Rivkah Writes…

November 18, 2009

“Push,” Precious, and Perseverance

Filed under: Fiction,Movie Review — rivkahwrites @ 4:47 pm

I was left back when I was twelve because I had a baby for my fahver. That was in 1983. I was out of school for a year. This gonna be my second baby. My daughter got Down Sinder. She’s retarded. I had got left back in the second grade too, when I was seven, ’cause I couldn’t read (and I still peed on myself). I should be in the eleventh grade, getting ready to go into the twelf’ grade so I can gone ‘n graduate. But I’m not. I’m in the ninfe grade.

I got suspended from school ’cause I’m pregnant which I don’t think is fair. I ain’ did nothin’!*

I first read this opening paragraph of “Push,” the novel by Sapphire, about 12 years ago as an undergraduate. I was taking an Honors English class called “The Imagination of Childhood,” and the novel was part of an assigned reading list. The protagonist, Clareece Precious Jones, an obese,  black girl, pregnant by her father for the second time, does not mince words; having found her way to an alternative school and been inspired to write by her teacher, Precious tells it like it is and doesn’t let ignorance of grammar and spelling get in her way. And the horrific impact of her initial sentences, like sniper shot, gave me nowhere to hide. Like it or not, by the end of the first paragraph, I knew the grim catalogue of misery I’d be dealing with if I chose to read further:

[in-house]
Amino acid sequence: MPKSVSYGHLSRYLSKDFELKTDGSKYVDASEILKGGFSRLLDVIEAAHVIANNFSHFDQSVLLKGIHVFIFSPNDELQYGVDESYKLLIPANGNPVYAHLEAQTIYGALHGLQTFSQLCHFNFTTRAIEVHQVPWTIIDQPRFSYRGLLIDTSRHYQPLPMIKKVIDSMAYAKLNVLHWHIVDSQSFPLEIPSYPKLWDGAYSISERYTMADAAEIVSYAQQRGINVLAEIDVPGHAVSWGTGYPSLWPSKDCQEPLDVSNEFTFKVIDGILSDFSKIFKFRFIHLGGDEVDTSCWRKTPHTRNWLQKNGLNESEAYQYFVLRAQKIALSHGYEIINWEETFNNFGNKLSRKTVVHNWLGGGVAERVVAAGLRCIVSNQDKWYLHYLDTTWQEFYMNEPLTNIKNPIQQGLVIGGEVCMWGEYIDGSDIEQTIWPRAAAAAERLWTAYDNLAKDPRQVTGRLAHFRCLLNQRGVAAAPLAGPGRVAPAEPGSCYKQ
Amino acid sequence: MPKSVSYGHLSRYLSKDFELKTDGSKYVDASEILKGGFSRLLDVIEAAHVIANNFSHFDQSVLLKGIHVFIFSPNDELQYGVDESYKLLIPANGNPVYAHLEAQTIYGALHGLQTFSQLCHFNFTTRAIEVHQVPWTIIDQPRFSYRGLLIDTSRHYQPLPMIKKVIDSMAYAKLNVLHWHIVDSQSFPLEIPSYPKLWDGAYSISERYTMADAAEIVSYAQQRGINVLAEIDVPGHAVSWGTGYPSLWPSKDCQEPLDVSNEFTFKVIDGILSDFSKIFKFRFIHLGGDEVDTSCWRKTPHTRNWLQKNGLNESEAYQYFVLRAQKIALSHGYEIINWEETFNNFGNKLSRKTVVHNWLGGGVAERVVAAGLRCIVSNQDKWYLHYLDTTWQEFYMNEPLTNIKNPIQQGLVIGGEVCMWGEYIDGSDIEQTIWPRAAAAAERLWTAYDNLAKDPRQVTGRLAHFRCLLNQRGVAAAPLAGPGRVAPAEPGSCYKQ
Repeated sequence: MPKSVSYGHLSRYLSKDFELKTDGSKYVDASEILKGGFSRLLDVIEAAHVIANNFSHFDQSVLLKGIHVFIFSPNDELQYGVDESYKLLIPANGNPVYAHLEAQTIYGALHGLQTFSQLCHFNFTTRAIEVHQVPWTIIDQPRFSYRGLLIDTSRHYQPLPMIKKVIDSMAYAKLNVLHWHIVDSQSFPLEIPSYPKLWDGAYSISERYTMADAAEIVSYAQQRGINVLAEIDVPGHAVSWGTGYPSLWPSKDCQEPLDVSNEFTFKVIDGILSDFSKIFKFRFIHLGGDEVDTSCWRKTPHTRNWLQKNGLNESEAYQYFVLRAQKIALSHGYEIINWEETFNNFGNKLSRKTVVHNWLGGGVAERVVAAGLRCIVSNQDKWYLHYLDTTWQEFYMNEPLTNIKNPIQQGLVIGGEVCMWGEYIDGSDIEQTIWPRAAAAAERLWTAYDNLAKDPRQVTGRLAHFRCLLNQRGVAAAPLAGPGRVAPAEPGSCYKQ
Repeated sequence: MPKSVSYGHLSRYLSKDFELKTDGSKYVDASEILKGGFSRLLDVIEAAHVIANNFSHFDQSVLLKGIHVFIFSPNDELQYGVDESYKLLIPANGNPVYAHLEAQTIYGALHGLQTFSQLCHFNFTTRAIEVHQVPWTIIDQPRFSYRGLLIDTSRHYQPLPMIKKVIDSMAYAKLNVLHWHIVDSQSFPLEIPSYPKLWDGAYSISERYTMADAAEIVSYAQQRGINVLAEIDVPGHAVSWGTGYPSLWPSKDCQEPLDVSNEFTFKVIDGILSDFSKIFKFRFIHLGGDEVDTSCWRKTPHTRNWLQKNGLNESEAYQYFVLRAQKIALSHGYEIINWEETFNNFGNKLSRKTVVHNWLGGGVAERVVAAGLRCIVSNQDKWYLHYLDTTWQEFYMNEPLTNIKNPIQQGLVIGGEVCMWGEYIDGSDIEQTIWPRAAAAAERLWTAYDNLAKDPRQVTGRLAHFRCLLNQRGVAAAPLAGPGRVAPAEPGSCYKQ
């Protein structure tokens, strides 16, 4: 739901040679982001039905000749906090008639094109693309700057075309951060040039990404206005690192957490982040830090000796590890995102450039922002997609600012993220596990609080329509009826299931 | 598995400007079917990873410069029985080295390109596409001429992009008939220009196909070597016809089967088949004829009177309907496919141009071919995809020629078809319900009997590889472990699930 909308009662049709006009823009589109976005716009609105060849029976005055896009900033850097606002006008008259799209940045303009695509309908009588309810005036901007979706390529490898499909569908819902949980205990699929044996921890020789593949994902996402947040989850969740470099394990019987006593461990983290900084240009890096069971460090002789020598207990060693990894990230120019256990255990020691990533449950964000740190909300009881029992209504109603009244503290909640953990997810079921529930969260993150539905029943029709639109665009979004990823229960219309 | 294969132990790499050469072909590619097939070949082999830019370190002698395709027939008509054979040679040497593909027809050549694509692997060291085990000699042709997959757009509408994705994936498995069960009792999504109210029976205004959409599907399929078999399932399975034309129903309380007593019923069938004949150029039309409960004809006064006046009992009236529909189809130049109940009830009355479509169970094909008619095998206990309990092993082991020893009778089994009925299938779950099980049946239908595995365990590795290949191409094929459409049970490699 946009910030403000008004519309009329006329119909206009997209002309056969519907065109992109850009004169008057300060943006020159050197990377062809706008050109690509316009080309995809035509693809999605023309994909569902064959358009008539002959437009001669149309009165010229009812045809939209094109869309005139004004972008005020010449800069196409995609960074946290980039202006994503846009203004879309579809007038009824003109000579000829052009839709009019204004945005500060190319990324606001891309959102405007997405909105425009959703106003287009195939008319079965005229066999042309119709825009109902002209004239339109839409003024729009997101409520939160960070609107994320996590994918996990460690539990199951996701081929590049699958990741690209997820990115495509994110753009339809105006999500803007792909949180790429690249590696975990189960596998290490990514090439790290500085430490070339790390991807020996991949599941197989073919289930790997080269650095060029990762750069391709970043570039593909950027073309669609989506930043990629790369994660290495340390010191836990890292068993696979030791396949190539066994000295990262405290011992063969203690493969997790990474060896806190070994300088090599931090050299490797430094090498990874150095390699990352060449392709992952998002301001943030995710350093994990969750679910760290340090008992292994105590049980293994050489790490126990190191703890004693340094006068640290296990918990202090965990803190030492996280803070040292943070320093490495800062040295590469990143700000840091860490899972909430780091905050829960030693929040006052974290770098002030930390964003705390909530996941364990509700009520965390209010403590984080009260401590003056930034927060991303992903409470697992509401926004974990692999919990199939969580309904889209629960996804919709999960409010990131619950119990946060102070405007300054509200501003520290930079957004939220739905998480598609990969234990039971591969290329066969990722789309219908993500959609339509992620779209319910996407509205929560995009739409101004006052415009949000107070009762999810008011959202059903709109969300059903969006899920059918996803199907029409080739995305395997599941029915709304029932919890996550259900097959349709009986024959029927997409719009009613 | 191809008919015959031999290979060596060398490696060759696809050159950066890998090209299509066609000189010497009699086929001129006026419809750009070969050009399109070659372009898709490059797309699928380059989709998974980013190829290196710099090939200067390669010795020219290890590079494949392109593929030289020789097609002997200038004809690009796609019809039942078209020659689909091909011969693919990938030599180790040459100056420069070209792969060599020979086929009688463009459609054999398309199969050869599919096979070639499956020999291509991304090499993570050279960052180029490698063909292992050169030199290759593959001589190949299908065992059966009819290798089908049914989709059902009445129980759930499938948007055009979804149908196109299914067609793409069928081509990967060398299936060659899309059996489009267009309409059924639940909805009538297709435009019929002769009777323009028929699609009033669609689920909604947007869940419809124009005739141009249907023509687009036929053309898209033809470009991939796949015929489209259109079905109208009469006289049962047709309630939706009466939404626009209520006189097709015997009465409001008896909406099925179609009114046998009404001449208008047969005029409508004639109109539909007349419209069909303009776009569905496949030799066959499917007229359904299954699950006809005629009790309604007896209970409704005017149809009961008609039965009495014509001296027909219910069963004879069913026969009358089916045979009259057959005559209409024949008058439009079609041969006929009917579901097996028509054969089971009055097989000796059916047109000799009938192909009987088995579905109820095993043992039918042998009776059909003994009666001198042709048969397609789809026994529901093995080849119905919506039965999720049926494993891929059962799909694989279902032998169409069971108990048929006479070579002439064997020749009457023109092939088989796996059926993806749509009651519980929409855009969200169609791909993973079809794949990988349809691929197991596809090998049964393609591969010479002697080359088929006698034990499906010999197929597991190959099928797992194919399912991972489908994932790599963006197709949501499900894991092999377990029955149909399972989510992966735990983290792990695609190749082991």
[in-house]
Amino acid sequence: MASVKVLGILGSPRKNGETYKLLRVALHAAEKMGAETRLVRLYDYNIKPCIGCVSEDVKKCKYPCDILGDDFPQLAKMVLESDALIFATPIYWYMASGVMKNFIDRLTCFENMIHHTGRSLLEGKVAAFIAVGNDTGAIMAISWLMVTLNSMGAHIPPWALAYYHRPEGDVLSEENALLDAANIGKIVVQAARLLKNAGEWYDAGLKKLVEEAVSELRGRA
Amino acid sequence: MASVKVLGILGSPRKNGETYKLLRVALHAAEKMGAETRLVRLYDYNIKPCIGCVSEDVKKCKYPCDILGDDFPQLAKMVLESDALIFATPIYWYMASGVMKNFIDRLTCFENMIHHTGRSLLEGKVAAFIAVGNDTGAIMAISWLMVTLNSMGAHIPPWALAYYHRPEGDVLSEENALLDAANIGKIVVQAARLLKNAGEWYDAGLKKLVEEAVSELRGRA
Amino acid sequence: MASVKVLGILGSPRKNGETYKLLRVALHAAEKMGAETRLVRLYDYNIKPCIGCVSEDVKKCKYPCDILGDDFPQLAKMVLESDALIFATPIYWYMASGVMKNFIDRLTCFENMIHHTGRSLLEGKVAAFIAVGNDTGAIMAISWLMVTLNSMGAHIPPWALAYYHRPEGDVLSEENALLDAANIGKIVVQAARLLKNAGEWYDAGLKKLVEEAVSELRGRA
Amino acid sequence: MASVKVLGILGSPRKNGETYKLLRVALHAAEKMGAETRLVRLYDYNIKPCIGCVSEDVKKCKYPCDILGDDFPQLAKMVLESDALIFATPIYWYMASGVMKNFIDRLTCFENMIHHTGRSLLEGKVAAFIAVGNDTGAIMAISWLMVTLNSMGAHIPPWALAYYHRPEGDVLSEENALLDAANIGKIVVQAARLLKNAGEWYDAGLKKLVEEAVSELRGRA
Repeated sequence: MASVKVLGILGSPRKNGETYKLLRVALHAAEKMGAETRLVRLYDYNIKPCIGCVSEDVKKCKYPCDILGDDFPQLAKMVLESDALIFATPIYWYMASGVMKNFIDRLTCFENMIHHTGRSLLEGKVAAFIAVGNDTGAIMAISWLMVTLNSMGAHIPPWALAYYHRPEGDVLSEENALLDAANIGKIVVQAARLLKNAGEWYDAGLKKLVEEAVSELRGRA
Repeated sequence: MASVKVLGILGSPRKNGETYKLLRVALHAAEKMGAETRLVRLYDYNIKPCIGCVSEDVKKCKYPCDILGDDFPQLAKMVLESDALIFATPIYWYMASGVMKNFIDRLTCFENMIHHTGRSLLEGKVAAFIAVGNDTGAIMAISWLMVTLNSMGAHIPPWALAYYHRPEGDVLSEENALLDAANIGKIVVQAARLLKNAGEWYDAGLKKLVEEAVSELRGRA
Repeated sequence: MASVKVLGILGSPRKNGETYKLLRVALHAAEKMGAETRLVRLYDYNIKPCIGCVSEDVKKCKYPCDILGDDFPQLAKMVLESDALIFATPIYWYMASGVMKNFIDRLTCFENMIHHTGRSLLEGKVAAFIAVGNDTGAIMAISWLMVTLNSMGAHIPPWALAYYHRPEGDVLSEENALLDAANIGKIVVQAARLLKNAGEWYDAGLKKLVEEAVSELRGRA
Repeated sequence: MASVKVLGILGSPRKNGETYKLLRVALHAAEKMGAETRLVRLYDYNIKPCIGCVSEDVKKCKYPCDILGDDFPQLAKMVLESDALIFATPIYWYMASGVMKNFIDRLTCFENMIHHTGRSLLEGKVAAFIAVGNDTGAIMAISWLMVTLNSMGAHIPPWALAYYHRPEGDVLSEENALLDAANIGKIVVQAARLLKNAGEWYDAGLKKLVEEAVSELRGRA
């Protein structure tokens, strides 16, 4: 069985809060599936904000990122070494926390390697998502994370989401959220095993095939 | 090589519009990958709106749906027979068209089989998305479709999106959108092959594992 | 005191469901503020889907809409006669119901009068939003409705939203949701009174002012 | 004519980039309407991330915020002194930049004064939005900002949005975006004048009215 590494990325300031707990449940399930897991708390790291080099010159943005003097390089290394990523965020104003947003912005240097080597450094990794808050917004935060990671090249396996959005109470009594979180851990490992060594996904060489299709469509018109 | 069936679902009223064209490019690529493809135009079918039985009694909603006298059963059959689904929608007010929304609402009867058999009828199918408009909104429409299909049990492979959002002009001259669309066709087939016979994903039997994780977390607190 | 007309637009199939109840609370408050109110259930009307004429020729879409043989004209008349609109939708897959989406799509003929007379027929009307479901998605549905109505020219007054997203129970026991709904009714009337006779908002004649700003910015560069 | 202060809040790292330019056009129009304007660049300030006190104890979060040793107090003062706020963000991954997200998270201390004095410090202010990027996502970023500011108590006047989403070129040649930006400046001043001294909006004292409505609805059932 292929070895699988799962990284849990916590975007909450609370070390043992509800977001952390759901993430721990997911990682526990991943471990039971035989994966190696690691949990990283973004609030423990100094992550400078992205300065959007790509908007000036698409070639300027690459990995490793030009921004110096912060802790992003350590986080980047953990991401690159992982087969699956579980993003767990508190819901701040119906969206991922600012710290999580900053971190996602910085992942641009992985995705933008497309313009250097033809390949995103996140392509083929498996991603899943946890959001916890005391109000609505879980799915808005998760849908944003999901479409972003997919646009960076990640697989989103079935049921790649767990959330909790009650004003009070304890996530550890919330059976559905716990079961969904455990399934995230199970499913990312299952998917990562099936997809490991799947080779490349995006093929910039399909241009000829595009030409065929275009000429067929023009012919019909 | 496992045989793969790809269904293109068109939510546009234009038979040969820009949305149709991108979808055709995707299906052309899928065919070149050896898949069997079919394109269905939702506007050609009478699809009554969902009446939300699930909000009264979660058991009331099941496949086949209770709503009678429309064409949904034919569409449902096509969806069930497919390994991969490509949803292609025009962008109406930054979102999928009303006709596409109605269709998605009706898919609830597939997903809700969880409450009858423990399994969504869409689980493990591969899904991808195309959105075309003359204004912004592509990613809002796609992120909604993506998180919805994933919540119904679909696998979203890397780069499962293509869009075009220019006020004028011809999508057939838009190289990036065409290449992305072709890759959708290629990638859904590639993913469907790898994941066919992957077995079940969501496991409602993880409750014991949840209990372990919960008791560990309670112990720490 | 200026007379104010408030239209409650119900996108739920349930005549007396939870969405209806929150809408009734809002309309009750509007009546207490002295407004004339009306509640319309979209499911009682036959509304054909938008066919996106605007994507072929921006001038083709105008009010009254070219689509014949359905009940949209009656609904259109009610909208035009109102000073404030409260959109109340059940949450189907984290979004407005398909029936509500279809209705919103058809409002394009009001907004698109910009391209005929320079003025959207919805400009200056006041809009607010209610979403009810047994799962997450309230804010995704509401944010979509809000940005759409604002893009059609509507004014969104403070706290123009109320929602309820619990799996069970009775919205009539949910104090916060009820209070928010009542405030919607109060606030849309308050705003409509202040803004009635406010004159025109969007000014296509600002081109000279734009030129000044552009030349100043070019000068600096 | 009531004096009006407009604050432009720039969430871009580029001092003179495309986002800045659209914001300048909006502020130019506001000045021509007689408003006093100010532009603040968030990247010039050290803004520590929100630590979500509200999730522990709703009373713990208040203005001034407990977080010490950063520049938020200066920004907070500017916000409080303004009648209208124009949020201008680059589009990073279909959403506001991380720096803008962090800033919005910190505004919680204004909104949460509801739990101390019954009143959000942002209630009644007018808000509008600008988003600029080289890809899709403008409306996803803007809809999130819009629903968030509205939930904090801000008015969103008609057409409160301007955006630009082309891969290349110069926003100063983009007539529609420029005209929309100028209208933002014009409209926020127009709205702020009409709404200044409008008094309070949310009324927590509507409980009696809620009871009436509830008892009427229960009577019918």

• Child abuse
  • Incest
  • Statutory Rape
  • Pre-teen and teen pregnancy
  • Early illiteracy and educational delays
  • Current educational deficits wrought by gross negligence
  • “Down Sinder,” or Downs Syndrome, possibly due to incest

Caught between shock, repulsion, and pity, I could have skipped the book and read an online review, checking in with more conscientious peers to see whether there was anything I had missed. But I didn’t – because by the second paragraph, I was hooked. Because Precious, who has seen precious few joys in her 16 years, mercifully buffers her readers from the worst of her trials with her matter-of-fact commentary; because she turns round and makes you laugh with some wise crack when you want to cry; because despite enduring monstrously adult hurts, she’s still a kid who doesn’t think it’s fair she’s being suspended due to her second pregnancy – after all, “I ain’ did nothin’!”

Bottom line, the combination of ignorance and knowledge, feistiness and victimization, child and woman, and the bizarre irony of situation that these qualities produce – as though Precious’ suspension from school comes anything close to the robbery of her childhood and innocence – all these elements made me want to stay with Precious, to persevere with her story, even though it was hard, just as I ached for her to persevere with her struggle, despite her many obstacles.

And “Push,” or perseverance, is what the novel is all about, something the brilliant movie version of the novel, “Precious,” by Lee Daniels brought home to me. First and foremost, Precious must push to transmute the negativity of her father’s pushing/assaulting – into the love she bears her children. She must also push to bring her children into the world, push to survive the unending misery of her daily existence, push to break through the literacy barrier, push to find hope and joy with her children, and push to transcend her anguish, as awareness gradually dawns upon her. Ultimately, Precious must push to take ownership of her name; to be valuable, lovable, cherished – to be Precious.  

From the novel “Push,” by Sapphire, Knopf, NY 1996

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